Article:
But this young lady took a business-like approach with Helen May Butler and added her name and address on the back -  
Emma Thome,
214 Dakota St.,
St. Paul, Minn.

Unfortunately I was unable to locate her in the 1900 or 1910 censuses. But the 1914 St. Paul city directory listed a hotel owner named Frank Thome with daughter Viola Thome, occupation - musician. In 1915 she was at the same address, though not on Dakota St., and now working as a clerk. But this time it was Viola E. Thome. What flutist with the name Viola wouldn't prefer to use a middle name when writing to a band director?

This last postcard has a woman posed with two different woodwind instruments, an alto saxophone and a flute, this time in silver. Doubling on several instruments is a common skill for woodwind musicians as once the finger work skill is mastered, learning another woodwind is relatively easy. It also means a versatile doubler is paid more under union rules.

This lady also added her name on the back:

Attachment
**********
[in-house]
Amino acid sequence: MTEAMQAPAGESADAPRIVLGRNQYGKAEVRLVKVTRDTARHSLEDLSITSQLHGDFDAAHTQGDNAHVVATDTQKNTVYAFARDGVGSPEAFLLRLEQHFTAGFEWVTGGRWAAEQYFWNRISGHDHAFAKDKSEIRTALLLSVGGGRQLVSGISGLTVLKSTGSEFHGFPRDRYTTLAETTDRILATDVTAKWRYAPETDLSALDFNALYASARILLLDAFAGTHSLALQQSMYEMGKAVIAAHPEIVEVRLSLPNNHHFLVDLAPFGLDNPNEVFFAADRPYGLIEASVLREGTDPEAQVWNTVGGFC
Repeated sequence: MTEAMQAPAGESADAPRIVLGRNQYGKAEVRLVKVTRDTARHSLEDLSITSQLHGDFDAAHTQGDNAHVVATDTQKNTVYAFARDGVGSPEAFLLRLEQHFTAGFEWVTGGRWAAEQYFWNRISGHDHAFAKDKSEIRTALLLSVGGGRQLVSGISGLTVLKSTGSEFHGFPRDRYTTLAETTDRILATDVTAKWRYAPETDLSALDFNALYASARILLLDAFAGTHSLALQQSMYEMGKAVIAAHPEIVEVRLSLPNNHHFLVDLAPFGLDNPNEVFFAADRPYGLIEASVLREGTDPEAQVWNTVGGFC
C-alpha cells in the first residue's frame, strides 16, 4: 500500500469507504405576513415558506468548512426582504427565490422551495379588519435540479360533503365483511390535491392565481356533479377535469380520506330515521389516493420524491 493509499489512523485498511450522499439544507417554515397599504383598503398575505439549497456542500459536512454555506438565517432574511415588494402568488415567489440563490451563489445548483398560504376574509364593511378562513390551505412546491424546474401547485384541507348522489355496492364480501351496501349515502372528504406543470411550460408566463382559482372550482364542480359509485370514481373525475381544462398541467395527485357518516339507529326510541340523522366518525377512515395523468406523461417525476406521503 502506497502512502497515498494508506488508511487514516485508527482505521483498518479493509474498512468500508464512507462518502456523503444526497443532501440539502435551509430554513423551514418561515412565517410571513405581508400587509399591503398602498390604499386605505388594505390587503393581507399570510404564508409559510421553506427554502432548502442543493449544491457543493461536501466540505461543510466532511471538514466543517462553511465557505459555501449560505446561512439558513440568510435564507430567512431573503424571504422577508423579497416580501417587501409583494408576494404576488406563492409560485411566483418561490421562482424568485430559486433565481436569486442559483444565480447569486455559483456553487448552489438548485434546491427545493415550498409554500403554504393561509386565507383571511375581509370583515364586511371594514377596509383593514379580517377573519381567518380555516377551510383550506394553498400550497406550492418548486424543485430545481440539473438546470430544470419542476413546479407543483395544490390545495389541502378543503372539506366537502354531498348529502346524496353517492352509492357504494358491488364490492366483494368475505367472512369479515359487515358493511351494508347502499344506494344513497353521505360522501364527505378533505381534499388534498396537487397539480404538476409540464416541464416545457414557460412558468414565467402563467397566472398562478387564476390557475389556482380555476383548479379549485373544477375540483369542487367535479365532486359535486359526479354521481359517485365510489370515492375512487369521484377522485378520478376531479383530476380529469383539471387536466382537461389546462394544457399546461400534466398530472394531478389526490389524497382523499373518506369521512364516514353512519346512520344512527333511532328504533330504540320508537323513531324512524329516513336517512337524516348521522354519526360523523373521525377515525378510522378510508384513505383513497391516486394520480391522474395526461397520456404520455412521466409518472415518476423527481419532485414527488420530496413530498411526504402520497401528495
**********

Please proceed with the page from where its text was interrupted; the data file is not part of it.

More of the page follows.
Jeanne A. Graybill
Saxophone Soloist
1317 Napolean Ave.
New Orleans, La.


Jeanne was the daughter of Dr. Jacob B. Graybill, a physician in private practice. In the 1910 census at age 19, she was living with only her father and no mother, and listed no work. By 1920 she had a job as bookkeeper for an export company and was still single. And sadly, by 1930 her father now deceased, she was still unmarried and without occupation.

Too many mysteries, and too little time to solve them all.

These seven musicians were just a fraction of the hundreds of young women who played in Helen May Butler's bands. They were all pioneers in music, but more importantly they helped transform a culture to accept women as equals in art, business, and society.

The pressures of a failed marriage, two small children to raise, and the fatigue of constantly being on the road, caused Helen May Butler to retire from show business in 1912 and break up her band. She probably also recognized that the great age of band music was now in decline and about to be disrupted by the looming conflict in Europe. Recovered from divorce with J. Leslie Spahn, she married a Scotsman named James H. Young, and they moved to Cincinnati, Ohio to run a hotel. It was also the city of The Billboard magazine which ran this small classified ad in the May 17, 1917 edition.